No, they haven’t gone away – IRA leadership still rules crime world
Provisionals are active and making money from crime
Published 22/08/2015 | 02:30
When is a terrorist no longer a terrorist and, instead, labelled as an 'ordinary' criminal?
It is an issue that has been raised at regular intervals since the Provisional movement declared that its military wing had been disbanded and its vast stockpile of weaponry and explosives decommissioned.
However, in the past, the police on both sides of the border have officially kicked to touch when asked to apportion blame if there were suspicions that former members of the IRA, whatever their current status, could have been involved in an unsolved crime.
Off the record, senior officers from the Garda Siochána and the PSNI have pointed the finger at the Provisionals if they had a substantial belief there was IRA participation in a serious crime.
But this is the first time since the peace process was bedded down that a high-ranking police investigator has publicly linked the Provisionals to a murder and the significance of that statement should not be underestimated.
Detective Supt Kevin Geddes, from the PSNI's serious crime branch, is in overall charge of the investigation into the murder of Kevin McGuigan and is not given to issuing wild statements or engaging in loose talk.
It was reinforced yesterday that Supt Geddes was expressing the view of his organisation when Northern Justice Minister David Ford disclosed that he had minutes earlier been handed a similar briefing by PSNI chief constable, George Hamilton.
Given the potential fall-out from the claim and the threat it poses to the future existence of the power-sharing Northern Executive, if it turns out to be true, it is clear the PSNI believes it has serious grounds for including the Provisional IRA in its short list of suspects.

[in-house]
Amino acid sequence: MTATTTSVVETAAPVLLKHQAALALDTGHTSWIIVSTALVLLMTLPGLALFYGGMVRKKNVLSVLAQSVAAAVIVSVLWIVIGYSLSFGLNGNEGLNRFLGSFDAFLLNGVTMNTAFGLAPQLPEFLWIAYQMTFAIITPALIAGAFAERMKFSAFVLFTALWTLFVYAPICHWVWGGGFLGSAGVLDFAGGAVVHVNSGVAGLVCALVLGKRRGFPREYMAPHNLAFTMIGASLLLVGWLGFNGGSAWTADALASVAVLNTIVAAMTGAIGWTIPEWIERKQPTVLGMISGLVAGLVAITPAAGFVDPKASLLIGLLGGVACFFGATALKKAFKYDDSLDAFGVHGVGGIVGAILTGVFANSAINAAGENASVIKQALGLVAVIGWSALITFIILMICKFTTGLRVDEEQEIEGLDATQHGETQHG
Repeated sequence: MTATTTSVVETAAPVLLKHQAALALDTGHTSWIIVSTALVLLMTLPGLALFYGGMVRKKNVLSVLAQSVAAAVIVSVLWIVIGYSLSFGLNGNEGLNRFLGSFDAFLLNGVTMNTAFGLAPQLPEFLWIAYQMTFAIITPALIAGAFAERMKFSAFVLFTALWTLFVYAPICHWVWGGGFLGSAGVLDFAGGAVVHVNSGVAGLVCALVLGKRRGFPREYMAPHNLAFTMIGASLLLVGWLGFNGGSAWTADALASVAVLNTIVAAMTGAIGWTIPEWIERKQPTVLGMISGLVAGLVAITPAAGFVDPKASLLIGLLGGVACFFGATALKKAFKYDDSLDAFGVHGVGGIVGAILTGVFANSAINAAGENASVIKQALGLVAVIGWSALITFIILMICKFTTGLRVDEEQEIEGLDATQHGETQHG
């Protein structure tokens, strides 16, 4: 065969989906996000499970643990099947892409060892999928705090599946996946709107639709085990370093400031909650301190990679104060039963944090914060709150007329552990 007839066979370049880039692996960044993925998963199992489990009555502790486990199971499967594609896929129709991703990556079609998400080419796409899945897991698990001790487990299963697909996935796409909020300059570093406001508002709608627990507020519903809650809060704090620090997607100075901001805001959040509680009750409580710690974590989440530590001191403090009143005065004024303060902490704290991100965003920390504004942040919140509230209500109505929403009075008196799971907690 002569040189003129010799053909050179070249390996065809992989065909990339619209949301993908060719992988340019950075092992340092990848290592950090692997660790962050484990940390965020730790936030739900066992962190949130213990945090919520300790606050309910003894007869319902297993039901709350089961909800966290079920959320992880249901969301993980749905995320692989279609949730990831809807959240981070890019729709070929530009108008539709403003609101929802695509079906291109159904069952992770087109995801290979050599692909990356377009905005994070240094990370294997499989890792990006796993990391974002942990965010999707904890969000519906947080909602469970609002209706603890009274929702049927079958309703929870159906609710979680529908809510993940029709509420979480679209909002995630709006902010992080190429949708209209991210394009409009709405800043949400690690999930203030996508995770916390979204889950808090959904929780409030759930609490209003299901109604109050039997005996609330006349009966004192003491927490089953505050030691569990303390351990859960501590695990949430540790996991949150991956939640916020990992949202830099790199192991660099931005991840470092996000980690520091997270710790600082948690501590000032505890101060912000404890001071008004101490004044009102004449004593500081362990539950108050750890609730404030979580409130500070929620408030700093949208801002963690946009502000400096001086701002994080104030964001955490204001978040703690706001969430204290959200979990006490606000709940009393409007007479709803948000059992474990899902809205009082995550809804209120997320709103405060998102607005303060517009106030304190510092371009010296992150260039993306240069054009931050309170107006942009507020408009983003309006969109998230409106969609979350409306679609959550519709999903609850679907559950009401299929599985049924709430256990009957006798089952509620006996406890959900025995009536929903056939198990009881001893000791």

Supt Geddes emphasised at his press conference that the PSNI did not indulge in speculation and he had to deal with hard information, intelligence and facts.
But he then went on to acknowledge that the group calling itself Action Against Drugs (AAD) formed part of the main line of inquiry and some of its members "are, or were, members of the Provisional IRA. One of our major lines of inquiry is that members of the Provisional IRA were involved in this murder", he said.
The views expressed by the PSNI conflict strongly with the contents of a written reply, sent on behalf of Garda Commissioner Noirin O'Sullivan last February, when she told the Sinn Féin justice spokesman Padraig Mac Lochlainn that the party's former military wing no longer existed.
She said gardaí held no information or intelligence to support any assertion that the Provisional IRA still maintained its military structure.
The directness of her response raised eyebrows among some of her senior associates, and also among those in more junior ranks operating along the border, who think that while the assertion is theoretically correct, there is no doubt the control of the IRA's most influential figures is still very evident.
The Provisional IRA's military departments and structures may well have been disbanded and its former military capability lost, as the Independent Monitoring Commission concluded.
But now, as then, those top Provisional figures remain in place and their influence on issues involving vast profiteering from criminality and other crimes to which their former colleagues are connected, can still be seen.
High-ranking Garda officers and former Government ministers on this side of the border are satisfied IRA figures were in the background giving the orders when a gang of republican thugs murdered Paul Quinn because he had earlier clashed with members of the family of a top Provisional activist in south Armagh.
And gardaí also say the mainstream republicans based in south Armagh could, if they wished, have used their influence to help ensure the murderers of Det Garda Adrian Donohoe were brought to justice.
His killers have remained at large since the detective was shot dead by a criminal gang at Lordship, outside Dundalk, in January 2013, largely because of an Omerta, or unwritten code of silence, the IRA has imposed in the border area.
It's no coincidence either that the republican fiefdom in south Armagh is at the centre of the multi-million-euro empire engaging in activities ranging from oil laundering to cigarette smuggling and other forms of racketeering.
Last December, the Irish Independent outlined how a former soldier with the Ulster Defence Regiment was now the chief enforcer for an oil laundering gang under the control of a notorious Provisional IRA family living close to the border.
That gang is reckoned to be the biggest oil laundering outfit on the island and its current boss is closely associated with a man who has held sway over his fiefdom for several decades. And those who challenged the man's influence and thought it was on the wane have paid the cost.
PSNI officers now obviously believe they have enough information and intelligence to come out openly and suggest that a similar command structure operates at some level in Belfast.